Microsoft said its total revenue rose 13 percent to $38.03 billion in the quarter that ended June 30.
Microsoft’s revenue went up 15 percent in the prior quarter, which saw less impact from the coronavirus pandemic.
The revenue growth was fuelled by its More Personal Computing unit as more people used its products to work on Windows PCs and play games on Xboxes during lockdowns. Revenue from the unit rose 14 percent to $12.9 billion.
Revenue in Microsoft’s Intelligent Cloud segment rose 17 percent to $13.4 billion, with 47 percent growth in the Azure component, which includes essential computing and storage services.
Microsoft’s Intelligent Cloud business segment includes the Azure public cloud, Windows Server, SQL Server, GitHub and enterprise services.
Microsoft revealed that Azure revenue growth slowed to 47 percent from 59 percent in the previous quarter. Microsoft does not disclose Azure revenue, but did say its commercial cloud business surpassed $50 billion in revenue for the fiscal year.
Amazon.com’s Amazon Web Services (AWS) posted revenue growth of 33 percent to $10.2 billion for the quarter ended March 31. IBM, another Microsoft rival, said its total revenue fell 5.4 percent to $18.1 billion. The cloud revenue of IBM rose 30 percent to $6.3 billion.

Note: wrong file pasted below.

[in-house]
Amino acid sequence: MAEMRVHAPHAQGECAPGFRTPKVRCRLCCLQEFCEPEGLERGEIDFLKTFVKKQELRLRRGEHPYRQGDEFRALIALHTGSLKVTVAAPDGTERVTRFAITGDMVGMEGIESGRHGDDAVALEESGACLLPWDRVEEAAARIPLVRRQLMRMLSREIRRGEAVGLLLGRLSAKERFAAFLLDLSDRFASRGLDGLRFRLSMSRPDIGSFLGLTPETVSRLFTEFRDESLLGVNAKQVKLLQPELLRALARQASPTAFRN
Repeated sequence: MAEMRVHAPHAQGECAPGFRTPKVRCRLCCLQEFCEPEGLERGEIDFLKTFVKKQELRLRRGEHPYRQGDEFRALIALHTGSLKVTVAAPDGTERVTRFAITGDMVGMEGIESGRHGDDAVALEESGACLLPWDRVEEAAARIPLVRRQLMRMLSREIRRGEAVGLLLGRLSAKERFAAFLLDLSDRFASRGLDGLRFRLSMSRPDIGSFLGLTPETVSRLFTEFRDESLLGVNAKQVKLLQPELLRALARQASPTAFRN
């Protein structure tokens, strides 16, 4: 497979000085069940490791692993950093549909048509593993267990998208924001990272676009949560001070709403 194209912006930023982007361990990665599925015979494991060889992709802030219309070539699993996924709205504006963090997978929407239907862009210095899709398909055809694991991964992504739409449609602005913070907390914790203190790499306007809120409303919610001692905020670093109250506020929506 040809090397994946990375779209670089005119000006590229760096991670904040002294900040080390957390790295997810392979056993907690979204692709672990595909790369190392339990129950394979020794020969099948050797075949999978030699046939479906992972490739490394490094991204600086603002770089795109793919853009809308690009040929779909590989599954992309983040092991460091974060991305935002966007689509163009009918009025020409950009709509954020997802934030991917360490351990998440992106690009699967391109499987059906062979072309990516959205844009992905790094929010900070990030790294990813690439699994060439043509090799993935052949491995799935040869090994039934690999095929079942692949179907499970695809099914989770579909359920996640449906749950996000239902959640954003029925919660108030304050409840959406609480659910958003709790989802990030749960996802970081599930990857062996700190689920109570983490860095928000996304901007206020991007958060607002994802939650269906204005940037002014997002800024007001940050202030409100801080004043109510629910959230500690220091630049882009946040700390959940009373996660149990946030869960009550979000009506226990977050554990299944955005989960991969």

Beyond Azure, Microsoft’s results showed how the novel coronavirus is both helping and hurting Microsoft.
The Productivity and Business Processes unit, which contains Office, Dynamics and LinkedIn, rose 6 percent to $11.75 billion in revenue.
Businesses are investing in cloud technology for remote work, and the video game Minecraft scored a record 132 million monthly active users as families worked and played from home.
Microsoft Chief Financial Officer Amy Hood said 12 percent commercial bookings growth, which reflects corporate contracts for future software and services, was roughly unchanged from the previous quarter. The figure signals customers are keeping long-term technology spending plans intact.
“Our strong position in the cloud has allowed us to have good results and support our customers as they work on the next couple of years of digital transformation,” Amy Hood told Reuters.
Microsoft said its professional networking site, LinkedIn, was hurt by the weak job market and advertising spending cuts. LinkedIn’s revenue grew 10 percent, the slowest growth since 2016 as Microsoft closed the $27 billion acquisition, given the weaker job market and less spending on advertising.
Microsoft’s capital expenditures came to $5.8 billion, almost double what they were three years ago as the company looks to expand the infrastructure to deliver Azure and its own online services.
The company’s More Personal Computing unit, including Windows, search, Surface and Xbox, rose 14 percent to $12.91 billion in quarterly revenue.
Sales of licenses for commercial Windows devices shrank 4 percent, the slowest growth since 2016, while licenses for consumer devices accelerated to 34 percent after falling 10 percent one quarter earlier.
Microsoft called for $35.61 billion in revenue for the fiscal first quarter, implying 8 percent revenue growth. The company is changing its accounting to reflect the useful life of server equipment, raising it to four years, and that adjustment will benefit operating income for the full 2021 fiscal year by $2.7 billion, Amy Hood said.
Amazon Web Services, the leader in the public cloud market, announced a similar shift in January, CNBC reported.